Sometimes numbers aren’t enough, or they don’t show the whole picture; sometimes seeing really is believing. In the case of a recent high-rise tower project, the penthouse screen wall was backlighted to create a glowing crown within the nighttime skyline. This started as a computer model to study the relative output needed, along with the general patterning of the screen wall structure. Then, during the glass selection process with the architect, a series of full-scale mockups were done on the rooftop of the existing building to evaluate the appropriate brightness.


Numerous glass samples were explored and tested, during the day and backlighted at night. Various frit patterns and interlayer films behaved differently at night, lighted from one side, than they did during the day when daylight illuminated both sides.

Care was taken to accurately simulate the structure supporting the screen wall, in order to represent realistic shadowing; however, the primary purpose of the full-scale mockups was to determine with the client the preferred brightness of the backlighted glass. There was no right answer in this case.


If the process had stopped there though, we still would have missed the mark, because brightness was only one piece of the composition. The next step went back to small-scale modeling. A 1/4”-scale physical model was constructed of one entire façade, with all of the structure and fixtures accurately represented. This allowed the overall pattern of the wall, with all of its potential shadows, to be scrutinized and explored.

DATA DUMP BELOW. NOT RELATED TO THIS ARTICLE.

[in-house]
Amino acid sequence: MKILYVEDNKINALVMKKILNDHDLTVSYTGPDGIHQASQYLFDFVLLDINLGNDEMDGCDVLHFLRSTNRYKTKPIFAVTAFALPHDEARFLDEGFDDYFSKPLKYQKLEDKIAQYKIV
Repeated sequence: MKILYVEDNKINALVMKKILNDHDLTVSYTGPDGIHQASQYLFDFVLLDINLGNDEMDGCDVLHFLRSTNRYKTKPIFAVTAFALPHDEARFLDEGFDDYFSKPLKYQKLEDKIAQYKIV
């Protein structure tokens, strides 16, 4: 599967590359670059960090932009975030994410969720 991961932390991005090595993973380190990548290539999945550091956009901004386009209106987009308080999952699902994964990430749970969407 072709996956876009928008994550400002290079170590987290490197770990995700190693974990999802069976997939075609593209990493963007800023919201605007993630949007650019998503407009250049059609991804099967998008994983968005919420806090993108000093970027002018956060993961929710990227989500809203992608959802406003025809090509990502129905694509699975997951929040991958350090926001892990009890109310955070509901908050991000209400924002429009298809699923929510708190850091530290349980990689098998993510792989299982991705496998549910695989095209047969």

The interplay of shadows from vertical and horizontal structural elements, in relation to standard fixture lengths, created a depth to the lighted wall that, at this grand scale and from normal street-level vantage points, became a positive quality that the entire design team, along with the client, preferred over a relatively uniform and flat appearance. The distinction between texture and visual clutter can be a very fine line, and neither the computer model nor the full-scale mockup really told the full story.

Sometimes the answer is quick and right in front of you, and other times, especially when perception and subjective qualities are in question, multiple methods need to be explored to make sure that the right measurement was made. A single measurement would have cut this design too short.


Photo Credits: D Sharon Pruitt (1), Lam Partners (2-5)